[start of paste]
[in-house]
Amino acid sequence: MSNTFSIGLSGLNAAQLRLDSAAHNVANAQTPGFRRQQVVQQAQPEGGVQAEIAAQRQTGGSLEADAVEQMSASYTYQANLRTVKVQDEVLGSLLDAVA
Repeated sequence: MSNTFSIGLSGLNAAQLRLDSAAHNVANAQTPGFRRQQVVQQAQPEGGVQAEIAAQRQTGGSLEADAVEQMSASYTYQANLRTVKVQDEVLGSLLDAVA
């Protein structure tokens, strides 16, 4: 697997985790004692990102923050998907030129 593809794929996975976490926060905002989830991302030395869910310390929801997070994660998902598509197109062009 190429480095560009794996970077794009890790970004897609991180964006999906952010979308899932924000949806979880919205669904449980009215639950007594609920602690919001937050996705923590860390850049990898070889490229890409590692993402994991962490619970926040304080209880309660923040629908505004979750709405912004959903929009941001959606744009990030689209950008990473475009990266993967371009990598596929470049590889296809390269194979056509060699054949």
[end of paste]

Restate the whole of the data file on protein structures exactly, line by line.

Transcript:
[in-house]
Amino acid sequence: MSNTFSIGLSGLNAAQLRLDSAAHNVANAQTPGFRRQQVVQQAQPEGGVQAEIAAQRQTGGSLEADAVEQMSASYTYQANLRTVKVQDEVLGSLLDAVA
Repeated sequence: MSNTFSIGLSGLNAAQLRLDSAAHNVANAQTPGFRRQQVVQQAQPEGGVQAEIAAQRQTGGSLEADAVEQMSASYTYQANLRTVKVQDEVLGSLLDAVA
């Protein structure tokens, strides 16, 4: 697997985790004692990102923050998907030129 593809794929996975976490926060905002989830991302030395869910310390929801997070994660998902598509197109062009 190429480095560009794996970077794009890790970004897609991180964006999906952010979308899932924000949806979880919205669904449980009215639950007594609920602690919001937050996705923590860390850049990898070889490229890409590692993402994991962490619970926040304080209880309660923040629908505004979750709405912004959903929009941001959606744009990030689209950008990473475009990266993967371009990598596929470049590889296809390269194979056509060699054949």